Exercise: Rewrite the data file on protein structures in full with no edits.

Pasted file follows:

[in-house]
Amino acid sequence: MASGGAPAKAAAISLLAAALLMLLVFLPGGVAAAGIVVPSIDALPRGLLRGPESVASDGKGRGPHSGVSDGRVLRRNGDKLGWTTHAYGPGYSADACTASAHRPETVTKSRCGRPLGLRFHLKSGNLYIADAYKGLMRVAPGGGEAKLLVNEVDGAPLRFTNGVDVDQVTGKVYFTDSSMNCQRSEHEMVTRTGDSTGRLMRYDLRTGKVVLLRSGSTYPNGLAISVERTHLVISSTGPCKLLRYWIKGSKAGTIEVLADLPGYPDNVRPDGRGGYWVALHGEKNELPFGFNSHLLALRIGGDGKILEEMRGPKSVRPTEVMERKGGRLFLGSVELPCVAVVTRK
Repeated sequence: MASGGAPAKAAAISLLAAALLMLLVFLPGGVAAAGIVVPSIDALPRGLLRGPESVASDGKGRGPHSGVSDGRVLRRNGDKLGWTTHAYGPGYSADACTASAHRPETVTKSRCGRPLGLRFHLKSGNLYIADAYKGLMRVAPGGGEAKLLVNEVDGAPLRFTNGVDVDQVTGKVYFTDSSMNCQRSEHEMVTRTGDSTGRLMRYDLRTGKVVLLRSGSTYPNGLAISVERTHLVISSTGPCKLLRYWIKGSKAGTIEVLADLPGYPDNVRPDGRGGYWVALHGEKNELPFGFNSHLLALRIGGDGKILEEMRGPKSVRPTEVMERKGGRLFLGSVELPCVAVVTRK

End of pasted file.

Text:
[in-house]
Amino acid sequence: MASGGAPAKAAAISLLAAALLMLLVFLPGGVAAAGIVVPSIDALPRGLLRGPESVASDGKGRGPHSGVSDGRVLRRNGDKLGWTTHAYGPGYSADACTASAHRPETVTKSRCGRPLGLRFHLKSGNLYIADAYKGLMRVAPGGGEAKLLVNEVDGAPLRFTNGVDVDQVTGKVYFTDSSMNCQRSEHEMVTRTGDSTGRLMRYDLRTGKVVLLRSGSTYPNGLAISVERTHLVISSTGPCKLLRYWIKGSKAGTIEVLADLPGYPDNVRPDGRGGYWVALHGEKNELPFGFNSHLLALRIGGDGKILEEMRGPKSVRPTEVMERKGGRLFLGSVELPCVAVVTRK
Repeated sequence: MASGGAPAKAAAISLLAAALLMLLVFLPGGVAAAGIVVPSIDALPRGLLRGPESVASDGKGRGPHSGVSDGRVLRRNGDKLGWTTHAYGPGYSADACTASAHRPETVTKSRCGRPLGLRFHLKSGNLYIADAYKGLMRVAPGGGEAKLLVNEVDGAPLRFTNGVDVDQVTGKVYFTDSSMNCQRSEHEMVTRTGDSTGRLMRYDLRTGKVVLLRSGSTYPNGLAISVERTHLVISSTGPCKLLRYWIKGSKAGTIEVLADLPGYPDNVRPDGRGGYWVALHGEKNELPFGFNSHLLALRIGGDGKILEEMRGPKSVRPTEVMERKGGRLFLGSVELPCVAVVTRK